March31, 2023

Abstract Volume: 3 Issue: 5 ISSN:

COVID-19 and radiotherapy in the Mexican Scenario

Diana Toledano-Cuevas MD 1, Andre?s Rocha Romero MD2, Valentín Lozano Zavaleta MD 2, Nidia Paulina Zapata Canto MD 2, Marco Resendiz Chavelas MD 1, Victor Itai Urbalejo Ceniceros MD 2, Ramiro Espinoza-Zamora MD 2

  1. Department of Radiotherapy, Instituto Nacional de Cancerología. Mexico.
  2. Department of Hematology, Instituto Nacional de Cancerología. Mexico.
  3. Department of Radiotherapy, Instituto Nacional de Cancerología, Mexico.
  4. Department of Pain Medicine, Instituto Nacional de Cancerología, Mexico.
  5. Department of Hematology, Instituto Nacional de Cancerología, Mexico.


Corresponding Author: Andre?s Rocha Romero, MD. Department of Pain Medicine, Instituto Nacional de Cancerología.

Copy Right: © 2022 Andre?s Rocha Romero, This is an open access article distributed under the Creative Commons Attribution License, which permits unrestricted use, distribution, and reproduction in any medium, provided the original work is properly cited.

Received Date: March 25, 2022

Published Date: April 01, 2022

COVID-19 and radiotherapy in the Mexican Scenario

In Mexico, malignant tumors are the third cause of mortality, and given the evidence that cancer patients have an increased risk of COVID-19 infection (1), appropriate care is of great importance. Radiotherapy sometimes requires intermittent patient visits to the hospital for over 2 to 6 weeks. This results in potential exposure of vulnerable patients.

According to radiation therapy guidelines, patients with leukemia and lymphoma represent a higher risk group(2)(3). These patients have a high potential to obtain a complete cancer treatment response with combined regimens of chemotherapy and radiotherapy. Thus, hematological patients should continue their treatments without risking their safety.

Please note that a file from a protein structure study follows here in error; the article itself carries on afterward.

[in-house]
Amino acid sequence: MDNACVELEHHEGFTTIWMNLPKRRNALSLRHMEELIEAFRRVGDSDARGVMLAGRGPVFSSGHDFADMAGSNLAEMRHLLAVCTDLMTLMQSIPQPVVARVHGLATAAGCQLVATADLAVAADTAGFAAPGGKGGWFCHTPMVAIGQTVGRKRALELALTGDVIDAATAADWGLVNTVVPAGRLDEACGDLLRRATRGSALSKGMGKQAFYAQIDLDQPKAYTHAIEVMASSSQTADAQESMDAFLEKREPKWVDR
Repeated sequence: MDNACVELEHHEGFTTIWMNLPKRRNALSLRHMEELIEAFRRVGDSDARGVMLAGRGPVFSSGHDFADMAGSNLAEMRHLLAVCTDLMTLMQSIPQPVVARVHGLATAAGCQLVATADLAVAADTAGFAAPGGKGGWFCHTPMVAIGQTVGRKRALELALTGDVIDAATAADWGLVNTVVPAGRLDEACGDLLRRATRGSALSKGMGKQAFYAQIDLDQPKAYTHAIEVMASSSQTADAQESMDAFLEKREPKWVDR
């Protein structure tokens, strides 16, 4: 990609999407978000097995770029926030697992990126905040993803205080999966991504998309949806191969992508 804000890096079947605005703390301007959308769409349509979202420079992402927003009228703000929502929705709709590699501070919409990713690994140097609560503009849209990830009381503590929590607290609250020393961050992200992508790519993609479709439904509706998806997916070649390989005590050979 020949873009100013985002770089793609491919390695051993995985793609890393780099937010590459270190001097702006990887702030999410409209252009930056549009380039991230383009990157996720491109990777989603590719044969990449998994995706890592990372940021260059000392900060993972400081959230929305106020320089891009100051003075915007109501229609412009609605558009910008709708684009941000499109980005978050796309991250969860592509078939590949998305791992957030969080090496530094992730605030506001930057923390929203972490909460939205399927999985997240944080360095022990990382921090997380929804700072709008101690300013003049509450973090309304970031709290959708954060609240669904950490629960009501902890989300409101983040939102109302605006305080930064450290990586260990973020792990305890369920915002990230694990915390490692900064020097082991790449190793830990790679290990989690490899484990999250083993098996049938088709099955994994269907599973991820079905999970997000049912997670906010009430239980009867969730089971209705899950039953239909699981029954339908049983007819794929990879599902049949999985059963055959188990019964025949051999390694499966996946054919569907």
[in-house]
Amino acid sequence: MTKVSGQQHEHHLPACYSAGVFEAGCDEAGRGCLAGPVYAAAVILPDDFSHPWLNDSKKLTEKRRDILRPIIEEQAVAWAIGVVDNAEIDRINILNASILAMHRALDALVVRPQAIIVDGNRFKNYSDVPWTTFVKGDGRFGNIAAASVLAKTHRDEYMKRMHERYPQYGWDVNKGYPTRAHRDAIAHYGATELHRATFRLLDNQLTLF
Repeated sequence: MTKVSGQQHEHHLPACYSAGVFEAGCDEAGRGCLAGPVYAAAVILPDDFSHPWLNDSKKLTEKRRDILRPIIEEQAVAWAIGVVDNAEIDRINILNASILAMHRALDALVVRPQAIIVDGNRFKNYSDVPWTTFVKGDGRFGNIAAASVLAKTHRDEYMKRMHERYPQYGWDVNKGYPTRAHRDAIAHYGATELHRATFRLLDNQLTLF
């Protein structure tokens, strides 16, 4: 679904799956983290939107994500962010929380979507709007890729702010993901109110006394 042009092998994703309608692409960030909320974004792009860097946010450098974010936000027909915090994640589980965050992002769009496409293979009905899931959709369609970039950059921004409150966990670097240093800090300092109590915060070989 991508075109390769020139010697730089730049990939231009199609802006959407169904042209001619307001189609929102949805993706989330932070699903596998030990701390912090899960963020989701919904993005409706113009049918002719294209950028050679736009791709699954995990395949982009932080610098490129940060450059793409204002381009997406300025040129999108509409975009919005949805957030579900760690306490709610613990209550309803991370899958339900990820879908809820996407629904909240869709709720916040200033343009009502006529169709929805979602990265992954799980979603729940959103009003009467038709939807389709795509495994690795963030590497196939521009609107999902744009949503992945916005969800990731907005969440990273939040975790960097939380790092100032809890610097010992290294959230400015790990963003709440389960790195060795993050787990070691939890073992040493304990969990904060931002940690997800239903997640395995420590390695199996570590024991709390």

With the sentinel surveillance model, radiotherapy services in Mexico have been organized to continue caring. When looking for recommendations and guidelines (2)(4), one problem arises. It is not possible to carry out all these measures optimally in low-income countries; thus, standards of high clinical impact and low cost are recommended. We want to share specific measures taken at the Instituto Nacional de Cancerologia (INCAN), for medical care of hematological patients needing radiotherapy.

First, patients are informed about the risks of COVID-19. A screening questionnaire is carried out, and we insist on handwashing and restricting hospital length stay. Consultations are carried out with electronic files.


Protection of health personnel

1. Staff continuous updating.

2. Use of medical uniforms only within the hospital.

3. Use of a gown and face masks when having contact with patients and their companions. Do not wear accessories.

4. Correct use of Personal Protective Equipment.


Patient protection

1. Escort the patient with social distancing to a specific triage zone

2. Questionnaire for suspected exposure.

3. Notification of risks and complications.

4. Performance of proper handwashing.